Writing good procedures is an iterative process. The basic steps include developing a process map, drafting the procedure, drafting supporting documents (e.g. forms, job descriptions), testing the documented procedure with the real users, and then continuously updating your process map, procedure, and supporting documents in a PDCA cycle of continual improvement.
Are your people consistently following your procedures? Each year, organizations lose thousands of dollars through common mistakes and lapses in usability. But what does that mean for business owners and executives? How do you improve usage of management procedures?
What is an example of a procedure?
- Are your required actions described thoroughly and accurately, or are the details left open to interpretation?
- Is your content consistent and complete, or are your writers leaving gaps no one has noticed?
- Are revisions controlled, or are different people using different versions?
- Are your procedures compliant with regulations? Are you sure?
- Are all documents written to produce clear, measurable results?
If you’re unsure about any of the answers to these questions, there is good news: you can make your procedures clear and complete without combing through all of them yourself, line by line. You have invested in your procedures; now ensure you are communicating clear expectations, and your professionalism, with the best tools possible.
A lot of procedures don’t work. Making a good procedure is about overcoming the top ten reasons why policies and procedures don’t work in the first place. How do you make good procedures good? Good procedures have ten important characteristics.
1. Good Procedures are designed well with a solid structure. A good procedure has a PDCA flow that addresses planning and effectiveness criteria or metrics required for proper operation, the doing or execution and data collection elements of each procedure step, followed by clear check steps against the planned targets, and references to taking action.
2. They define who does what when and where with criteria for success (KPI’s, effectiveness criteria or metrics). Use SIPOC, which is a simple acronym that stands for Supplier, Inputs, Process, Outputs, Customer to account for all of the who, what, when, and where elements. Save the whys for training, footnotes or an appendix.
3. Good Procedure are part of a business system of core business processes. A good procedure does not work in isolation. Other processes may be suppliers of inputs or customers of the procedure’s outputs.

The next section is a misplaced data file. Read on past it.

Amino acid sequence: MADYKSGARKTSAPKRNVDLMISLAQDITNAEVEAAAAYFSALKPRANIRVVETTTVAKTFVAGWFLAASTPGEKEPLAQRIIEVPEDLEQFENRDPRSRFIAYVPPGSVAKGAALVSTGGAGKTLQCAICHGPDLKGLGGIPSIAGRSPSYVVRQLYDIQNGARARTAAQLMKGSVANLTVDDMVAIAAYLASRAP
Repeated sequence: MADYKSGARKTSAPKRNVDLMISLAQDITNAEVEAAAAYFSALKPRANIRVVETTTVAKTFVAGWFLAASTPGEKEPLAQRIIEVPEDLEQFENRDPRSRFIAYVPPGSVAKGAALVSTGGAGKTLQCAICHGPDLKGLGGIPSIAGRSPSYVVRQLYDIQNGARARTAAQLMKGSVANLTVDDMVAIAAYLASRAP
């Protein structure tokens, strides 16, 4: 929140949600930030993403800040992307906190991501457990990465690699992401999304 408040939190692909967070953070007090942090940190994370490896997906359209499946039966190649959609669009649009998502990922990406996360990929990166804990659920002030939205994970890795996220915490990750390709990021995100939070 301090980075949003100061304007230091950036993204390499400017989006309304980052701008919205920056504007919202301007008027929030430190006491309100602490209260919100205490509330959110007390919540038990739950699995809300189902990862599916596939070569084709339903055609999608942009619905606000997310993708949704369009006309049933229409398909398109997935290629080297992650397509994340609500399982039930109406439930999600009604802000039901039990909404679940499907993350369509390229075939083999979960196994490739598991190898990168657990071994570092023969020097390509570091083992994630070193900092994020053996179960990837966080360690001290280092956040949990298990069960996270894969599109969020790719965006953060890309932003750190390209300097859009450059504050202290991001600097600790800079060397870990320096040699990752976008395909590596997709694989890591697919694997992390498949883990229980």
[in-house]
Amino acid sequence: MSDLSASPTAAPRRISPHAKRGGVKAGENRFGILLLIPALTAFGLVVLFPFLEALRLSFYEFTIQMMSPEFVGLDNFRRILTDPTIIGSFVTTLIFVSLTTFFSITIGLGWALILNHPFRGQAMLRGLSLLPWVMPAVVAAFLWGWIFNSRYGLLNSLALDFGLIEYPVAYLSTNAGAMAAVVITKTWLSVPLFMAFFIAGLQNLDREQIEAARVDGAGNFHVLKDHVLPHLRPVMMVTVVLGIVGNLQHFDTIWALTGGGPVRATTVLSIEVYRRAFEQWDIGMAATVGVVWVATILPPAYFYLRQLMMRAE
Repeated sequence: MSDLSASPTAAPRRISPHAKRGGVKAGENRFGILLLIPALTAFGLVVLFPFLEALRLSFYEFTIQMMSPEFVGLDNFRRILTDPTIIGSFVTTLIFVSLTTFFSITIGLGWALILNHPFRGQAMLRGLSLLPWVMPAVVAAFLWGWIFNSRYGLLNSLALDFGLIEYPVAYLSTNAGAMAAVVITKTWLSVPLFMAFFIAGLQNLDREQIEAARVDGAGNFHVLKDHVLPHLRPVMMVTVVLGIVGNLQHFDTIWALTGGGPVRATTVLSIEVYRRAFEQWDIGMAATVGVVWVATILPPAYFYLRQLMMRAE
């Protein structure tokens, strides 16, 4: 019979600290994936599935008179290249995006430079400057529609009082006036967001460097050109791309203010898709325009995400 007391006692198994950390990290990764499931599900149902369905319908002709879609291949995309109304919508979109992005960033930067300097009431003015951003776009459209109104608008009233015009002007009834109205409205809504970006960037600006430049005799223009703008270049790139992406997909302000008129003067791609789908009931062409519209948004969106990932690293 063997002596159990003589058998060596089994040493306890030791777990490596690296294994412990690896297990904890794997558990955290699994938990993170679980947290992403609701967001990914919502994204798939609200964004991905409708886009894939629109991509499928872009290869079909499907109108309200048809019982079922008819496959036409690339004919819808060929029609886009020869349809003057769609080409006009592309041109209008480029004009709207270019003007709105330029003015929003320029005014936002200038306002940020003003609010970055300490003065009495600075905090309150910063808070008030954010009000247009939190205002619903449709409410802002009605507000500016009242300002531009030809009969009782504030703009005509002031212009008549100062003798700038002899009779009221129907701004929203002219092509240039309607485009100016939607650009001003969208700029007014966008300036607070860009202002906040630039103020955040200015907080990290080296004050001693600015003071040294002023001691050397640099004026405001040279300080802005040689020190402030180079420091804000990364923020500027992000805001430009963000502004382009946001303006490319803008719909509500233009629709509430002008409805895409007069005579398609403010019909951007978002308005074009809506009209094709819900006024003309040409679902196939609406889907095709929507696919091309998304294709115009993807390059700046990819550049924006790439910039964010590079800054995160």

4. They are clear, specific, and to the point. Do not include statements such as “as necessary”, “as applicable”, or “may include”. Too much extra information can confuse your readers. Stick to critical information.
5. Good Procedure use the Seven C’s to avoid procedure writing errors (see below). We developed the Seven C’s as a handy checklist for procedure writing reviews. When reviewing your procedure, keep in mind the Context, be Consistent, Complete, Identify Controls, think about Compliance, be Correct, and ensure Clarity.
6. They have a solid business case or reason for existence. Every procedure has an operational purpose so make sure the operation being described addresses the business reason for the procedure.
7. Good Procedure are direct and use active voice construction. Subject -> verb -> noun. e.g. The Operator must lock the control panel. If you use a passive voice then your sentences are longer and readers get confused. Notice the passive voice in the last sentence? Readers get confused by long passive voice sentences. Notice the active voice in the last sentence? Which do you think is better?
8. They include clear references to supporting documents, procedures, records, forms, manuals, work instructions, job aids, job descriptions, or compliance information. Clear references may include title, publication date, document ID, or storage location. Procedures work with these other documents. Leaving out references makes the reader work harder to figure out what reference you are talking about in the procedure.